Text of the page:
Next week we'll feature another hymn from the list of Fifty Favorite Hymns: "My Hope Is Built on Nothing Less" (Christian Worship #382).

Abide with me; fast falls the eventide.
The darkness deepens; Lord, with me abide.
When other helpers fail and comforts flee,
Help of the helpless, oh, abide with me!

When has God helped you? When has he carried you because you couldn’t do it yourself? Through what trial in your life has God brought you? “Abide with Me” is a favorite hymn because of its comforting message that God is with us. This comforting message has perhaps been used at the funeral of a loved one. The text very clearly and reassuringly reminds us that our Lord is with us at all times, even until and beyond earthly death. Each of the verses serves as a petition. Each describes times when we ask God to abide with us:

  1. When we need help; the way is dark...Abide with me; fast falls the eventide.
  2. When joy is gone...Swift to its close ebbs out life’s little day.
  3. When we seek comfort and forgiveness...Come not in terrors, as the King of kings.
  4. When we were young and foolish...Thou on my head in early youth didst smile.
  5. When we were tempted....I need thy presence every passing hour.

Yes, at all these times and many more, dear God, abide with us.

Yet, when verse six arrives, there is reason to sing just a bit more boldly. Read the third line: “Where is death’s sting? Where, grave, thy victory?” Do you punch those words of the verse a bit more forcefully when you sing with the congregation? Do you think of the triumphant words of 1 Corinthians 15? Do you think about Jesus’ victory on the cross? Sing the text more loudly. Sing the melody more confidently. Be bold; sing the tenor line harmony that rises and hits its high point just when the text rebukes the sting of death and the grave. Sing because Jesus has triumphed and we have too.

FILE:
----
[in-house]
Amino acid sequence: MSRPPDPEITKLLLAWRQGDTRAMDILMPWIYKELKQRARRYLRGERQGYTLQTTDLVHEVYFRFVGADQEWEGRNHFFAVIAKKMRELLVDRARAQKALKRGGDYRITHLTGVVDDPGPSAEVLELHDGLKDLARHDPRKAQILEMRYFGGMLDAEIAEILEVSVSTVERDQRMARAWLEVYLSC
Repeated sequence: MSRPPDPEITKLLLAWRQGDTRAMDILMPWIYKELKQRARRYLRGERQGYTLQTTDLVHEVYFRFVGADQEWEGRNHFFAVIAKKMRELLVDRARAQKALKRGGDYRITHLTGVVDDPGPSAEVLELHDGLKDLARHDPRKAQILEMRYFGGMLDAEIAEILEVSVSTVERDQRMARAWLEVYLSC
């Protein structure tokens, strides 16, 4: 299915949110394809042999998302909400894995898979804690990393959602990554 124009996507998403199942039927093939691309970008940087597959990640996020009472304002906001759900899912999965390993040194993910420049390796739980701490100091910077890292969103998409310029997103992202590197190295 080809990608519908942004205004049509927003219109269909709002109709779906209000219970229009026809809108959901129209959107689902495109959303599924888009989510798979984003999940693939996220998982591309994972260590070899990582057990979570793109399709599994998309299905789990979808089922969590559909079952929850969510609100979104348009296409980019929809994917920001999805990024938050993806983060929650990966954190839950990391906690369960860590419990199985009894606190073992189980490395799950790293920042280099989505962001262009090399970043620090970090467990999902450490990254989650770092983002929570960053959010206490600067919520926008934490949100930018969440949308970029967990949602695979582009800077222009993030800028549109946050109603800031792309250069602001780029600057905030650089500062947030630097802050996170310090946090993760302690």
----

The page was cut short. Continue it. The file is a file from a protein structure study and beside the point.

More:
I fear no foe with thee at hand to bless;
Ills have no weight and tears no bitterness.
Where is death’s sting? Where, grave, thy victory?
I triumph still if thou abide with me.

The final line of the final stanza of the hymn summarizes the previous six and points toward heaven. “In life, in death, O Lord, abide with me!” When you sing these final words, how do you sing them? Do you sing the commas, allowing the text to take center stage? Do you emphasize each of those brief phrases? Do you put space between the notes, reminding yourself and others that your God has never left you in life and he will not leave you in death? “In life. In death. O Lord. Abide with me!” That is our petition, and that is his promise.

Hold thou thy cross before my closing eyes;
Shine through the gloom and point me to the skies.
Heav’n’s morning breaks, and earth’s vain shadows flee;
In life, in death, O Lord, abide with me!

Jonathan Niemi
Communications Committee

Words and Music: Keith Getty and Stuart Townend © 2002 Thankyou Music, admin. worldwide at CapitolCMGPublishing.com (excl. Europe admin. by Kingswaysongs); used by permission.

 

Thank you to all those who took the time to share their thoughts on, "In Christ Alone." We hope you enjoy hearing a recording of this hymn and seeing some of the comments that we received.

Next week we'll feature another hymn from the list of Fifty Favorite Hymns: "Abide with Me" (Christian Worship #588).